New York’s statewide teachers union is exploiting a lack of direction from Governor Andrew Cuomo to force an early end to the school year.
A May 8 memo from New York State United Teachers (NYSUT) leadership to its local presidents, a copy of which was obtained by the Empire Center, says “barring any further guidance from the Governor, school districts can finish the 2019-20 school year when the contractual number of days is met.”
This is an installment in a special series of #NYCoronavirus chronicles by Empire Center analysts, focused on New York’s state and local policy response to the Coronavirus pandemic.
The state Education Department, interpreting Cuomo’s executive orders, told schools to continue their modified teaching operations through spring break periods that had been scheduled for April—something NYSUT did not publicly oppose at the time.
However, the teachers’ union now argues districts must slice five days off the normally scheduled end of the school year. NYSUT is leaning on the fact that teacher contracts fix salaries based on the number of days worked, rather than hours.
And it stands to reason that many New York public school teachers have worked fewer hours since the crisis began. The New York Post last month reported that some teachers had “abandoned” live instruction and were in contact with their students less than once a week.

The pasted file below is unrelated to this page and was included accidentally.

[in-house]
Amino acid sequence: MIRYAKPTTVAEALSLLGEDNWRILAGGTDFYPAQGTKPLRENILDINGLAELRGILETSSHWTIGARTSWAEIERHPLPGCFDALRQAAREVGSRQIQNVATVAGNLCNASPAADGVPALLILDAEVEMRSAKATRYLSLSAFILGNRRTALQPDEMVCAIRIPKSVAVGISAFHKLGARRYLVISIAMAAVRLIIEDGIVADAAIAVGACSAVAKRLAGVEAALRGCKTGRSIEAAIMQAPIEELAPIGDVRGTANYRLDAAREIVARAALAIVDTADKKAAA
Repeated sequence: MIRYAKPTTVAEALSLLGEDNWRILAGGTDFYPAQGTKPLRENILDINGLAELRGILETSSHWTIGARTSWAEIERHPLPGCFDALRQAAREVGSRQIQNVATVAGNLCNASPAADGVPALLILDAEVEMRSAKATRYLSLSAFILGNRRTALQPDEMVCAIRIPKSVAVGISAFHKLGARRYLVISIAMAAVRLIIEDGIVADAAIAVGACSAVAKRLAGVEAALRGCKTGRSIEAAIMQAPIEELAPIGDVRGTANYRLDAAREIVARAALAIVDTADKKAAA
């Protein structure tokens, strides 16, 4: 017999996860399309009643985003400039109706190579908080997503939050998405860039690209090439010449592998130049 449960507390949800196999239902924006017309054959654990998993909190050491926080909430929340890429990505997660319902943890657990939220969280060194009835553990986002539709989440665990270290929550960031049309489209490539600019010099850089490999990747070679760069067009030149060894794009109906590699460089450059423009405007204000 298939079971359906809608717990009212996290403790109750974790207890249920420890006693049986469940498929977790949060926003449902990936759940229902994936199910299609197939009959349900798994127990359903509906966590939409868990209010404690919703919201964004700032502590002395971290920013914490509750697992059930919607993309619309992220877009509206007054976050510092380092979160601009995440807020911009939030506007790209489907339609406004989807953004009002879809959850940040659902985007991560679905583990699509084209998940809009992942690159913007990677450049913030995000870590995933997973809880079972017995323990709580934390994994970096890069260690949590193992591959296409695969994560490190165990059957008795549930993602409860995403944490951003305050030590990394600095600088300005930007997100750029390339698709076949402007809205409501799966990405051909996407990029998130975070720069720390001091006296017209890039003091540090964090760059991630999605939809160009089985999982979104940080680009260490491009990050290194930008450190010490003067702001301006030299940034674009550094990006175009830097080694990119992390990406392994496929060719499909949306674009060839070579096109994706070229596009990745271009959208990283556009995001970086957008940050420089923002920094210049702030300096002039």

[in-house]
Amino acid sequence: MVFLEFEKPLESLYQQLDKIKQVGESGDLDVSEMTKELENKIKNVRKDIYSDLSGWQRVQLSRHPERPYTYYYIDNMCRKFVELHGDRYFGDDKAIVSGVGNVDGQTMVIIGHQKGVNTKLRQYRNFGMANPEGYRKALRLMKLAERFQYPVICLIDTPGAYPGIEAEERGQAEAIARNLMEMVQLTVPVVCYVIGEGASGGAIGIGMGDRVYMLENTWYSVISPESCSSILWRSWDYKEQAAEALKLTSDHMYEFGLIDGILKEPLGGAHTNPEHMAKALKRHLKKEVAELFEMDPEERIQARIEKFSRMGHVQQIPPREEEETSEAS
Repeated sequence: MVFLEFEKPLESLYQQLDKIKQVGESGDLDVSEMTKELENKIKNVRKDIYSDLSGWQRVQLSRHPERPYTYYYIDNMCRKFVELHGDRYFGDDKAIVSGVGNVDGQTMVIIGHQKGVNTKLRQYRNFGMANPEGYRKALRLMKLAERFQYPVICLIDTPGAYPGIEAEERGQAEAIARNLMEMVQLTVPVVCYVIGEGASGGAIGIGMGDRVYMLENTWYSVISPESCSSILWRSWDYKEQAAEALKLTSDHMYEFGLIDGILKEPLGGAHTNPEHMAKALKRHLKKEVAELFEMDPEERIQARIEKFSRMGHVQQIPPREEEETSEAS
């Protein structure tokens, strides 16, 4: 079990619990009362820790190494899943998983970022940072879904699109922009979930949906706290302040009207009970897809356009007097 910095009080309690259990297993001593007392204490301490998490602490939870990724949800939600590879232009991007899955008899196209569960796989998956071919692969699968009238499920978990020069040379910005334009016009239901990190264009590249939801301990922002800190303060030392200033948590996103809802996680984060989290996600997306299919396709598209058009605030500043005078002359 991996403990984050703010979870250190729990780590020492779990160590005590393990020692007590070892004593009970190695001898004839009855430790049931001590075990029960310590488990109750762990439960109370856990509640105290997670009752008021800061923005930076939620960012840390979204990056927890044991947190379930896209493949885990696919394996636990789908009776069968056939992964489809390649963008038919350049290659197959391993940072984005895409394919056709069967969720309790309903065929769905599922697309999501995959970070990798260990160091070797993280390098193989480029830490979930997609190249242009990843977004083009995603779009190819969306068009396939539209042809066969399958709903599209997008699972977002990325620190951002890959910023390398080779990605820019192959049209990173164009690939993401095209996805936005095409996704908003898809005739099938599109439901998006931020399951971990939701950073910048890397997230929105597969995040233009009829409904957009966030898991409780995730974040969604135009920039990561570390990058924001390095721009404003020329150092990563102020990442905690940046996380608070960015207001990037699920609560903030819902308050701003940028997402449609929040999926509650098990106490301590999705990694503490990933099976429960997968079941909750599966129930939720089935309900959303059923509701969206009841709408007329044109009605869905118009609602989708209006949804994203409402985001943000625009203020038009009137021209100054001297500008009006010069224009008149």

The state does not appear to be verifying, or even attempting to document, the amount of teaching actually taking place. State exams have been canceled, students in most cases won’t be getting normal grades, and the governor’s orders have left districts with no alternative but to keep paying teachers regardless of how much time or effort they’re putting in.
Despite all of that, school districts face a predicament: remain virtually “open” and risk litigation from teachers claiming they’re owed extra pay, or chop a week off of what’s already been a severely disrupted school year. Under New York’s public-sector collective bargaining law, virtually every facet of school district operations is governed by union contracts, which dictate everything from the length of the school year to the size of bulletin boards in the teachers’ lounge.
Cuomo can and should intercede using his special emergency powers granted by the Legislature to allow school districts to calculate the time worked, even if just for the remaining month of school, in hours that would together count toward the agreed-upon number of days.
At a time when close to two million New Yorkers are out of work, New York public school teachers have not only continued getting their full pay (and possibly stipends for non-existent duties), they’ve also kept racking up credits toward defined-benefit pensions. Asking the country’s highest-paid educators to put in the hours they were expected to work isn’t unreasonable.
After all, as NYSUT is keen to otherwise point out, it’s for the children.
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